Often when we are faced with trials we look to the world that we live in for answers or for direction. In doing so, we turn our attention and focus away from God. It is through these challenging moments in our lives that we must draw closer to our creator and lean on Him.

Consider for a moment that God is placing these strenuous moments in you life in order to make you stronger. In James, chapter 1: 2-4 we read: Consider it pure joy, my brothers and sisters, whenever you face trials of many kinds, because you know that the testing of your faith produces perseverance. Let perseverance finish its work so that you may be mature and complete, not lacking anything.

My message today is, don’t give up, continue to persevere and cling to God for direction and answers. When we develop perseverance, we learn to seek God first, when faced with life’s difficult challenges or decisions.

Great is Thy Faithfulness

Scripture Reading: Lamentations 3:19-23
I remember my affliction and my wandering, the bitterness and the gall. I well remember them, and my soul is downcast within me. Yet this I call to mind and therefore I have hope: Because of the Lord’s great love we are not consumed, for his compassions never fail. They are new every morning; great is your faithfulness.

The author of the book of Lamentations is uncertain, although many ancient Jewish and early Christian traditions ascribe it to Jeremiah. Jeremiah has been called the “weeping prophet” because he so often would express the anguish of his spirit. Jeremiah was a prophet of doom and not surprisingly he only attracted a few close followers. God commanded Jeremiah to not marry and raise children because the Lord was going to soon send a divine judgment upon Judah that would sweep away the next generation.

Lamentations is not the only OT book that contains individual or community laments. (A large number of the Psalms are lament poems, and every prophetic book except Haggai includes one or more examples of the lament genre.) Lamentations is the only book however, that consists solely of laments.

The book of Lamentations mournfully expresses the people’s overwhelming sense of loss that accompanied the destruction of Jerusalem and the temple as well as the exile of Judah’s inhabitants from the land that God had covenanted to give Israel as a permanent national homeland.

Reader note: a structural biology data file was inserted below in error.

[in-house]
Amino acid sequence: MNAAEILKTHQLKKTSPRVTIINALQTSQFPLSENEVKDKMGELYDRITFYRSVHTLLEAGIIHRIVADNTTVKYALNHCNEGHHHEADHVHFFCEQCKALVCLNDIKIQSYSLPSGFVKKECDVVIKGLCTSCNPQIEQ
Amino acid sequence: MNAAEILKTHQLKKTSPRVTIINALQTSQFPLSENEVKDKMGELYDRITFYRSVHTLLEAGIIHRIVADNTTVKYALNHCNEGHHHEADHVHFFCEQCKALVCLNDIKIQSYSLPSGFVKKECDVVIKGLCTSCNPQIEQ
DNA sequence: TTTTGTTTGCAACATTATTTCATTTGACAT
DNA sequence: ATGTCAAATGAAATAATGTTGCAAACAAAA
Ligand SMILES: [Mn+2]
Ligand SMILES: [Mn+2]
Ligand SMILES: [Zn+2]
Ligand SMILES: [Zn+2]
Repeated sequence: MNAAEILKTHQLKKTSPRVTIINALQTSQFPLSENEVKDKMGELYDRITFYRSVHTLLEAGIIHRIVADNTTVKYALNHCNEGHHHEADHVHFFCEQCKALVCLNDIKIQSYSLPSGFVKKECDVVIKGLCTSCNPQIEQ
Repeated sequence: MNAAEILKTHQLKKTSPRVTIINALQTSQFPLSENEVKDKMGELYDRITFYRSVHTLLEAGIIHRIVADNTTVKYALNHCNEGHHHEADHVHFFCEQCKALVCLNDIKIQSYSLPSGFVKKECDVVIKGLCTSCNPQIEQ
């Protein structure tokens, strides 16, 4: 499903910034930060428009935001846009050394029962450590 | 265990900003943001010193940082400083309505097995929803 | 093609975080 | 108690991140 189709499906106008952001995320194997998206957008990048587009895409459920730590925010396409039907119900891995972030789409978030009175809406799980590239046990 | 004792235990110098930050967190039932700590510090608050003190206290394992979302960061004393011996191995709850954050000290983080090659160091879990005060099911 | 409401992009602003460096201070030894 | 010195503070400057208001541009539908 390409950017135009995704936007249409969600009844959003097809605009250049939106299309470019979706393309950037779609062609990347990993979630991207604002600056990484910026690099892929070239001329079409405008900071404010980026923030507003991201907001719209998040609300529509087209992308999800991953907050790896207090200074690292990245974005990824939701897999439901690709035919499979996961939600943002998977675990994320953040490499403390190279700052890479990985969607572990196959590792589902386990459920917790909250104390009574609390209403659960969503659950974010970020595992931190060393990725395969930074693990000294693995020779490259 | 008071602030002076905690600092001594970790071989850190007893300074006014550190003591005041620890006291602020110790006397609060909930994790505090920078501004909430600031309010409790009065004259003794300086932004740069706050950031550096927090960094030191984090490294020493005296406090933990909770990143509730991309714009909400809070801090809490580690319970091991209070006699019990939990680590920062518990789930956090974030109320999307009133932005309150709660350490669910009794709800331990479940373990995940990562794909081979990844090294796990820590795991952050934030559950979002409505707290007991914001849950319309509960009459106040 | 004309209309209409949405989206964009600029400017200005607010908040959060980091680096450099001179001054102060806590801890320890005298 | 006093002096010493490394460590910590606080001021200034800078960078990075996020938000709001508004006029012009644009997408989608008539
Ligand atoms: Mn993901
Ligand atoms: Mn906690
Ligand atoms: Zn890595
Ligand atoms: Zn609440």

In 1923, Thomas Chisolm wrote one of the greatest modern hymns about the faithfulness of God from this text in Lamentations. In the first stanza he writes about the character of God and how it does not change. God is compassionate and that compassion will last into eternity. In stanza two he writes about God’s faithfulness in maintaining the order of the universe. In stanza three he writes of God’s faithfulness in forgiving our sins and providing strength for today and hope for tomorrow. Each stanza leads to the great culminating chorus that declares the victorious words of Jeremiah, “Great is Thy faithfulness.”

Great is Thy faithfulness, O God, my Father,
There is no shadow of turning with Thee;
Thou changest not, Thy compassions they fail not;
As Thou hast been, Thou forever wilt be.

Summer and winter and springtime and harvest,
Sun, moon and stars in their courses above;
Join with all nature in manifold witness
To Thy great faithfulness, mercy and love.

Pardon for sin And a peace that endureth,
Thine own dear presence to cheer and to guide;
Strength for today And bright hope for tomorrow
Blessings all mine, With ten thousand beside.

Great is Thy faithfulness
Great is Thy faithfulness
Morning by morning new mercies I see
All I have needed Thy hand hath provided
Great is Thy faithfulness, Lord, unto me.

Prayer: Our heavenly Father, as your followers we know Lord that you love us. We believe that you watch over our lives and that you guard us each and every day. Help us to remember that your love is unfailing and your compassion is everlasting. Give us the strength and the hope to arise every morning remembering how great your faithfulness is to each one of us. In spite of what the previous day has brought into our lives, we awake with a new hope, a hope for a better and brighter day. And we have the promise that you are there Lord and that your compassion upon us will never fail. Amen.

Sources used:
NIV Study Bible Zondervan


Scripture Reading: Matthew 26:34-40

“Then the King will say to those on his right, ‘Come, you who are blessed by my Father; take your inheritance, the kingdom prepared for you since the creation of the world. For I was hungry and you gave me something to eat, I was thirsty and you gave me something to drink, I was a stranger and you invited me in , I needed clothes and you clothed me, I was sick and you looked after me, I was in prison and you came to visit me.’